Other Names:
Old boy networks
Political placemen

Cronyism is the practice of partiality in awarding jobs and other advantages to friends or trusted colleagues, especially in politics and between politicians and supportive organizations. For instance, this includes appointing "cronies" to positions of authority, regardless of their qualifications; this is in contrast to meritocracy, in which appointments are made purely on qualification.

Cronyism exists when the appointer and the beneficiary (such as an appointee) are in social or business contact. Often, the appointer needs support in their own proposal, job or position of authority, and for this reason the appointer appoints individuals who will not try to weaken their proposals, vote against issues, or express views contrary to those of the appointer.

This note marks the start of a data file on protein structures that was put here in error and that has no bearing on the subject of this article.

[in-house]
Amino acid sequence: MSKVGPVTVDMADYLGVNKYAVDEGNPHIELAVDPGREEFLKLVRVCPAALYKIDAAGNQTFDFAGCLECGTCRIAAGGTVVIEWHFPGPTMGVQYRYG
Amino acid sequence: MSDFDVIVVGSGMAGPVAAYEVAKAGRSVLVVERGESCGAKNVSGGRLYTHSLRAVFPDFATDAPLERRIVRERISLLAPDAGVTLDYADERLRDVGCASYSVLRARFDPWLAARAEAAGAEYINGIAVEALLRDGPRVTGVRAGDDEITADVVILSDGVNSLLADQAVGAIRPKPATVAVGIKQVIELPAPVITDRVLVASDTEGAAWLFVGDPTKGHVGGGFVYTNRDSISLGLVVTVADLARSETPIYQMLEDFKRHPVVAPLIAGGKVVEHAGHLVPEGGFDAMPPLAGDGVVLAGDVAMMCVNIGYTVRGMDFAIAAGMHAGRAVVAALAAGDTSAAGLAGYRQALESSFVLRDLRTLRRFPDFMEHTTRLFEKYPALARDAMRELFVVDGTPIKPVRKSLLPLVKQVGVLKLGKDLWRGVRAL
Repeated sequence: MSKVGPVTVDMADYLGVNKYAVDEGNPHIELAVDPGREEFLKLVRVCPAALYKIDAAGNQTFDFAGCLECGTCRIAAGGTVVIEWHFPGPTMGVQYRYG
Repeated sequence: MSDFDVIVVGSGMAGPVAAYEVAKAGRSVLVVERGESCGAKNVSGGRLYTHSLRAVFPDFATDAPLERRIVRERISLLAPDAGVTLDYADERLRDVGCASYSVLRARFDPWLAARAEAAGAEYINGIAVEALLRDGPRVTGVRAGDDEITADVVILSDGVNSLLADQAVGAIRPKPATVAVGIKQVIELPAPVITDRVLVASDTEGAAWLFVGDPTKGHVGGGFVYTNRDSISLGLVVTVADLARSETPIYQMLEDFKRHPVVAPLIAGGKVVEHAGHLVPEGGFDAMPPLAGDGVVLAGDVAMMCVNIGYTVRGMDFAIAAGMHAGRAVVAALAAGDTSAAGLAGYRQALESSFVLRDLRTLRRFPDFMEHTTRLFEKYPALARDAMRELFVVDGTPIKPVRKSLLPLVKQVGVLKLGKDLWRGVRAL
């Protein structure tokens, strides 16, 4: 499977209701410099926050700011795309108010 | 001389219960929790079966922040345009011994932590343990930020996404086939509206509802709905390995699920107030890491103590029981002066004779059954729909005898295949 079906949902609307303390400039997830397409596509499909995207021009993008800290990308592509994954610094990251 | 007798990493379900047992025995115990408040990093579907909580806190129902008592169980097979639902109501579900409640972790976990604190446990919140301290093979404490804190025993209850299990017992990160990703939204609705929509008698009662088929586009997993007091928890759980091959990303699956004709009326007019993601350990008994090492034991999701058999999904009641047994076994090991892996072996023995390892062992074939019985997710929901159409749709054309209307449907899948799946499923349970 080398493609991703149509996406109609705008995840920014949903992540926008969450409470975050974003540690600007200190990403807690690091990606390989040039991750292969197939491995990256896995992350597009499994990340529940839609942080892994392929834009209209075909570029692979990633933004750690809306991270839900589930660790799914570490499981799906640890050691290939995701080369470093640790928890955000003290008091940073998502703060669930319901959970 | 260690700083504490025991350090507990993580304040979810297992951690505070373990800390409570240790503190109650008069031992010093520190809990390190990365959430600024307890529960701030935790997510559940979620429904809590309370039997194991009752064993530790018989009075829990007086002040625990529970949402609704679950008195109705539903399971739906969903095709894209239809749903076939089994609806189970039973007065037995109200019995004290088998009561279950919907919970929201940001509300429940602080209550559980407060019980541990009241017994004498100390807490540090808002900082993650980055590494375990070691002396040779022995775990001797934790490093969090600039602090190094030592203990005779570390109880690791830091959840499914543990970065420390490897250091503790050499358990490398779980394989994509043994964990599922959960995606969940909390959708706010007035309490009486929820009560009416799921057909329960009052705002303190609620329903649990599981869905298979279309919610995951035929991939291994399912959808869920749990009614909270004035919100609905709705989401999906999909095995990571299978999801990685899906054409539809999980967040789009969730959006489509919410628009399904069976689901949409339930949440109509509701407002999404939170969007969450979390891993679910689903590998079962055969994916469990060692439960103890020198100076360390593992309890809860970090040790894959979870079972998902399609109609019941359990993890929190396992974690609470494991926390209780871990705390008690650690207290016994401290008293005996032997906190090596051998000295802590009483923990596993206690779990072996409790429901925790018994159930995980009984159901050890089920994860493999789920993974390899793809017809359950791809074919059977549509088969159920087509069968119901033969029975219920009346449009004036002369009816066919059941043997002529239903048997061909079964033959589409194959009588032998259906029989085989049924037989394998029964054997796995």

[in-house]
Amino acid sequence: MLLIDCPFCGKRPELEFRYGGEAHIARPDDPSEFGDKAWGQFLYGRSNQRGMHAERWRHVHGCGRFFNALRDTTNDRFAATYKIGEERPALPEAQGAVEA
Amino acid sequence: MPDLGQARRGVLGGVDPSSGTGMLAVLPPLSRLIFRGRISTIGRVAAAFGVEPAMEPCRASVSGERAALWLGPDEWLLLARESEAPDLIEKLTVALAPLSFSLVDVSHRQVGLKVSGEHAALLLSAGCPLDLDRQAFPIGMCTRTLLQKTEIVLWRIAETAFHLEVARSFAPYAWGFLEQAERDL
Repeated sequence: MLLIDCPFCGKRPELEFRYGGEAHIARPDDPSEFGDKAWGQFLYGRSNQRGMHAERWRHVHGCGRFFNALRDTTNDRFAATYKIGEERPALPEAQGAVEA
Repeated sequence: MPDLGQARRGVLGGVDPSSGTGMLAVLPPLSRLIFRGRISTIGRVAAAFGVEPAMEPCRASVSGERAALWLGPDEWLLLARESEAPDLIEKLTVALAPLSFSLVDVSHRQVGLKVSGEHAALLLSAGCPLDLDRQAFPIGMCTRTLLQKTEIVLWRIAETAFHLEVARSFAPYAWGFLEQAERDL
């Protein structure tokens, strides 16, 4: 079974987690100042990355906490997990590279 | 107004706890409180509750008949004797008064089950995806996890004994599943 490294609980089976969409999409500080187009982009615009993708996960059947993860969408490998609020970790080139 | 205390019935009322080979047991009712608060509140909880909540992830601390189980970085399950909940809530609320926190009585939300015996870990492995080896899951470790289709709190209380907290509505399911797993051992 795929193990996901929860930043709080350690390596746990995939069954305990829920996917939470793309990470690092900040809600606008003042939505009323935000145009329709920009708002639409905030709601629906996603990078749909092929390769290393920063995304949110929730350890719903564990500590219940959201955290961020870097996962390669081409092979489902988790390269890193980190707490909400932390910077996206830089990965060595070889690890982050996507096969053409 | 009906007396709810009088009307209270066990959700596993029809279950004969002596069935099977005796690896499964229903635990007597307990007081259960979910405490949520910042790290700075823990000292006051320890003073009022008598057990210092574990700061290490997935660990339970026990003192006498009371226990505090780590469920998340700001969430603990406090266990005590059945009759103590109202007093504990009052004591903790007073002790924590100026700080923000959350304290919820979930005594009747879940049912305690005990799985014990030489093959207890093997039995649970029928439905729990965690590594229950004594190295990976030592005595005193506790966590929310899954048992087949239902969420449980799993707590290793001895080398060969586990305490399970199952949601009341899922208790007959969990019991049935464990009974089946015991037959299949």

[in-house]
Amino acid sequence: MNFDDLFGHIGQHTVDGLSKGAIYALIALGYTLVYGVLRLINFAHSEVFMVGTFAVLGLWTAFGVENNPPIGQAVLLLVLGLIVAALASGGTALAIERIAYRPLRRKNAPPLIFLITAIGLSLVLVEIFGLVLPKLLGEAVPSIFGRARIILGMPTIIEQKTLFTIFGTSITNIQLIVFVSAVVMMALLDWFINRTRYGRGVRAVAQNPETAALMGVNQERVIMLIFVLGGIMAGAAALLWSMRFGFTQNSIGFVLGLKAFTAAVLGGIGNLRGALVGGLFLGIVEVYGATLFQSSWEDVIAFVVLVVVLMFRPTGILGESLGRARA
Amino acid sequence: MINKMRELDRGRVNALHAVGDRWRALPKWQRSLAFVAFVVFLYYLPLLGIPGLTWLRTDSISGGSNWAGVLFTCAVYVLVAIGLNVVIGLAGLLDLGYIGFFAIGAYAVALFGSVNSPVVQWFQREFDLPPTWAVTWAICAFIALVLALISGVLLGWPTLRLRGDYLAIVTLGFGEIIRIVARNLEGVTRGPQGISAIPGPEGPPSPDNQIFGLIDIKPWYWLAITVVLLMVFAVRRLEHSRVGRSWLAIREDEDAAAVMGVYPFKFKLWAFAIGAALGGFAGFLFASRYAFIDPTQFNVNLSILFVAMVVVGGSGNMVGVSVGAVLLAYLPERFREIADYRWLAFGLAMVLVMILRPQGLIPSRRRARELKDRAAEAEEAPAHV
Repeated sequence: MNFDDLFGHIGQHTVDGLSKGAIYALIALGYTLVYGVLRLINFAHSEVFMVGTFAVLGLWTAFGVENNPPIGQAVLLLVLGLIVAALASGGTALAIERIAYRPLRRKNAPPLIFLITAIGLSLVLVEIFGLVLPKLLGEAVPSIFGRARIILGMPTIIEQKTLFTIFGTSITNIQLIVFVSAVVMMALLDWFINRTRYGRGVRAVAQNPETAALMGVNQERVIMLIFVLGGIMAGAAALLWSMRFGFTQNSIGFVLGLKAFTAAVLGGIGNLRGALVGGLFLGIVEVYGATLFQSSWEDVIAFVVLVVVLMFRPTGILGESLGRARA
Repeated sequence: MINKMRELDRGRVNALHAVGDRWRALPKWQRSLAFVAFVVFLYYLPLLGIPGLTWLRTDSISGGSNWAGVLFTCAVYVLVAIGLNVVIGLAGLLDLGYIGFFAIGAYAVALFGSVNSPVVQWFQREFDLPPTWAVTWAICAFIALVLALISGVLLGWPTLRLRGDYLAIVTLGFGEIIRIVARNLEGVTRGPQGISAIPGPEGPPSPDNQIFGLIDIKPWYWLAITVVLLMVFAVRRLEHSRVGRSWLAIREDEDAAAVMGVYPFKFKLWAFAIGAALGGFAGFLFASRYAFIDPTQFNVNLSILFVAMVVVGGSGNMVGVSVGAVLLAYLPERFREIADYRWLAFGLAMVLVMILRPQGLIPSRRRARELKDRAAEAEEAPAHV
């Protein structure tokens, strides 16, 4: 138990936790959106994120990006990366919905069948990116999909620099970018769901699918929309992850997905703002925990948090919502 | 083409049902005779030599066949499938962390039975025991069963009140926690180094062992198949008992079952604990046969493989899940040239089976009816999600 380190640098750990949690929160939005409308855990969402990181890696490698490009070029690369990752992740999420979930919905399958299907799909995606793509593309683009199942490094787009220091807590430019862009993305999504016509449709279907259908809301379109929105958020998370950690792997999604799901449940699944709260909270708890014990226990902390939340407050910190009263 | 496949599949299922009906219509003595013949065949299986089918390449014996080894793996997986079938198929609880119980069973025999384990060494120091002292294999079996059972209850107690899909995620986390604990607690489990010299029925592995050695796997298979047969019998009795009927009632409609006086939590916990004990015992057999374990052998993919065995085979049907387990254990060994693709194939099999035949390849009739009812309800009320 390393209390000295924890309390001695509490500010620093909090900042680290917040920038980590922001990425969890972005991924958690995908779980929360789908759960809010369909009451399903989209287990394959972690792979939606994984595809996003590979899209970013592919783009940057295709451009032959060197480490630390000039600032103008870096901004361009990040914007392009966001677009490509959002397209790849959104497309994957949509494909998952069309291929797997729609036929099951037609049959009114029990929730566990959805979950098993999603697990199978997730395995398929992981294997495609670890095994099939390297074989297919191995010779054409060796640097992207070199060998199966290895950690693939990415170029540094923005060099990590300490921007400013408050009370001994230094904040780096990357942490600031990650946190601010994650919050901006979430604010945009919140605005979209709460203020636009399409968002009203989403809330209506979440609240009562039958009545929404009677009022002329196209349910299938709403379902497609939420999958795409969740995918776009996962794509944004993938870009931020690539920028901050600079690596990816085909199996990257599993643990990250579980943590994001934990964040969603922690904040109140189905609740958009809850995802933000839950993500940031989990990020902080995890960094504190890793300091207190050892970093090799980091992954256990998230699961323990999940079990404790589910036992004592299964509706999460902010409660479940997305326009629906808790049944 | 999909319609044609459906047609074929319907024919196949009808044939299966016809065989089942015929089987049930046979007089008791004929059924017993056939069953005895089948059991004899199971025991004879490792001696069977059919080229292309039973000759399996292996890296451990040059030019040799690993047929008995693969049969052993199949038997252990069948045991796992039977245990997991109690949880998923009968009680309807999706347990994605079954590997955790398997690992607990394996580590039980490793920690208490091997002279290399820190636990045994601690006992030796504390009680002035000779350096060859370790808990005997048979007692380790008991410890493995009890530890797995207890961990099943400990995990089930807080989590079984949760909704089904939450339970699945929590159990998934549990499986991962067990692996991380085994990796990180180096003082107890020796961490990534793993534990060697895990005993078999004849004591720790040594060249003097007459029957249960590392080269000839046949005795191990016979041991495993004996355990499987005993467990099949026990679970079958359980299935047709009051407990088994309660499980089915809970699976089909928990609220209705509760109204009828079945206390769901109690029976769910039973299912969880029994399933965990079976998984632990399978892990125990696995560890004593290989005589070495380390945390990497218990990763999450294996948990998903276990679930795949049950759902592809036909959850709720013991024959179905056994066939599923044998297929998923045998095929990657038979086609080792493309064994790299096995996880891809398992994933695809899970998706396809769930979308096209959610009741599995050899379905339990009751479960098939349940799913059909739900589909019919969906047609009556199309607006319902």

Politically, "cronyism" is derogatorily used to imply buying and selling favors, such as: votes in legislative bodies, as doing favors to organizations, giving desirable ambassadorships to exotic places, etc. Whereas cronyism refers to partiality to a partner or friend, nepotism is the granting of favour to relatives.

Media coverage of President Clinton in the USA stressed the extent to which he relied on "Friends of Bill" many of whom were duly hired as White House aides. The Whitewater scandal concerning his earlier financial and political arrangements in Arkansas noted the extent to which state politics there was characterized by cozy relationships between politics and business.
Narrower Problems:
Legislative favouritism
Networking cronies
Related UN Sustainable Development Goals:
GOAL 4: Quality EducationGOAL 16: Peace and Justice Strong Institutions
Problem Type:
F: Fuzzy exceptional problems
Date of last update
01.01.2000 – 00:00 CET